Maybe it’s a sense of pride, thinking that you’re special and stronger and different and don’t need to take things slow or do things the way people tell you should do them. Reference: 2 Runners Not Changing Their Landing Style in Barefoot Running.
Perhaps you have heard of these barefoot running shoes. At the very least you most likely have seen one person wearing shoes that have toes, either 4 or 5. One of the largest proponents of barefoot running (and what brought yours truly to personal conversion) was this book written by a man who witness a group of people who were running 100 miles without shoes—or pain.
Personal story: Last summer, after work one day I dropped by the soccer field where my husband was playing a pick-up game with some of the kids from our team. I had been wearing flip-flops. I wanted to play, and so I played barefoot. It was the best soccer I had ever played! But I noticed I had spent a lot of time on my toes, and my calves were quite sore the next day. So when I read an article about the above mentioned book, and numerous studies on the pros and cons of each style I had a ‘duh’ moment. A couple of years ago, I was running a lot, and there came a day that I had to stop midway through my run and limp home—my knee was in too much pain to put weight on it (I was only 20, so it wasn’t old age!). If I kept my knees bent for too long, or straight for too long, it hurt to shift their position. So I stopped running. And I missed it. I took up jumping rope and walking. However, as a personal testimony to barefooting it, I wore my barefoot shoes while walking Rome (we did about 10 miles in 2 days) and while being ‘experienced hikers’ through the Cinque Terre (5 hours of hiking); I could feel the tiny muscles in my feet working harder than ever, but the next day I was far less sore than my husband and brother, who had done it all in tennis shoes. The wonderous design and adaptations of the human body!
See, running barefoot forces you to land on the sole of your foot, called forefoot striking (FFS), just like in jumping rope. Doing so keeps all your leg joints aligned, and your arches, achilles tendons, and calves are shock absorbers that take in the force of impact and then use it to propel you onwards…like a natural spring.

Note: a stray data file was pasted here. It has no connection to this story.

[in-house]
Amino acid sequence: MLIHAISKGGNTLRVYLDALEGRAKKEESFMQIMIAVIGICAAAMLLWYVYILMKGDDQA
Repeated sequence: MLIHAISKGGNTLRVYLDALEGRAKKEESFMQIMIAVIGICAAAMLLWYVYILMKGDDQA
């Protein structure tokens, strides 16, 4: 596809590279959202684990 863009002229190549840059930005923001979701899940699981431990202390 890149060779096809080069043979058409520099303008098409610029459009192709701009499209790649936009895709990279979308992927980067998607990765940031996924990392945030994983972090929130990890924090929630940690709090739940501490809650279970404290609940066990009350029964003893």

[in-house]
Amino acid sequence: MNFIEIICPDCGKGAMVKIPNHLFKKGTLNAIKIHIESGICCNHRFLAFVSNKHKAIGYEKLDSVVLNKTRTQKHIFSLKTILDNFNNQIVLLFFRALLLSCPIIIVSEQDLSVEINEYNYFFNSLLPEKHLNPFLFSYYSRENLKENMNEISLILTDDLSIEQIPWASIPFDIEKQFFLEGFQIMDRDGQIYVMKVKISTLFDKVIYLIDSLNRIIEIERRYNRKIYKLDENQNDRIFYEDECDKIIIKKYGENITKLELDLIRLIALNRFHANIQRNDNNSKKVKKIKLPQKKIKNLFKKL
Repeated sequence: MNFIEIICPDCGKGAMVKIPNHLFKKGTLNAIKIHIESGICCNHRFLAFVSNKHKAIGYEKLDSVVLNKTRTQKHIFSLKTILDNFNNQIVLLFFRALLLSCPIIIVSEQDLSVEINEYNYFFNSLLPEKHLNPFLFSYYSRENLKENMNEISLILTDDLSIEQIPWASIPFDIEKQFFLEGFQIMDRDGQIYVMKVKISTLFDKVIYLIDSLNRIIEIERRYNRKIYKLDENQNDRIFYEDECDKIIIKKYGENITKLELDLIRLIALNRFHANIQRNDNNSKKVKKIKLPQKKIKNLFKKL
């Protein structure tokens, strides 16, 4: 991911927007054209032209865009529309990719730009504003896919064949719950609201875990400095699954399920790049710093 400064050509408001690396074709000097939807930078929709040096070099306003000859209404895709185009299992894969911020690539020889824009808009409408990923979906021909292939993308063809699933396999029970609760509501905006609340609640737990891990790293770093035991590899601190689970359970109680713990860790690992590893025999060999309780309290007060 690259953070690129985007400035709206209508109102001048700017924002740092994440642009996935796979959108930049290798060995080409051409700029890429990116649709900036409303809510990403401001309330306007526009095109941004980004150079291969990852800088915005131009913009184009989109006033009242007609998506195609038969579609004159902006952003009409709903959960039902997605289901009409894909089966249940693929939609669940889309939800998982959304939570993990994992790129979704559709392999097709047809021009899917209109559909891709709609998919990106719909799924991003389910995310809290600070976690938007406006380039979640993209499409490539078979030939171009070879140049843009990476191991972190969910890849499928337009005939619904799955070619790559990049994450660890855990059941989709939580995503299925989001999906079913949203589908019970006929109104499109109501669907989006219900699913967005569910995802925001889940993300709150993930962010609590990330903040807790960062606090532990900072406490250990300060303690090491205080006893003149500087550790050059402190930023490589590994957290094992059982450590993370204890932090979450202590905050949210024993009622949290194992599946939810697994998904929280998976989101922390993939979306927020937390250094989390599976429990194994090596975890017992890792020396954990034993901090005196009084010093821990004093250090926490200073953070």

With traditional shoes, you land on your heel, which jolts your body into a halt. As you roll along your foot to push off your toes, you re-start your motion…like walking. Landing on your heels creates a large amount of torque in your ankles, knees and hips, and subsequently your core.
Now, many many runners heel-strike for years without a problem. However, heel-striking while barefoot creates problems. (PS It’s quite possible to FFS while wearing cushiony shoes!)
“If it ain’t broke don’t fix it.” Unless you’re like me and you believe that our bodies have evolved/been designed (whatever your inclinations of belief) to work just fine without man-made contraptions for those healthy enough to carry on the survival of the species (okay, that will only appeal to the believers of the first-mentioned system).
Point is though, whether you decide to explore barefoot running/walking/hiking, or tackling CrossFit, or plyometric training, or yoga, or powerlifting, you need to do so starting with baby steps, and don’t think you’re special enough to buck wisdom of the researchers that have worked hard to show you what will harm you and what will help you.
Don’t lift heavy without a spotter. If you’re not flexible, don’t do shoulder presses behind your head unless you want to tear your rotator cuff. Warm up before all exercises unless you want a pulled/torn muscle. and et cetera.
Don’t be afraid to try new things. But don’t leave your common sense behind.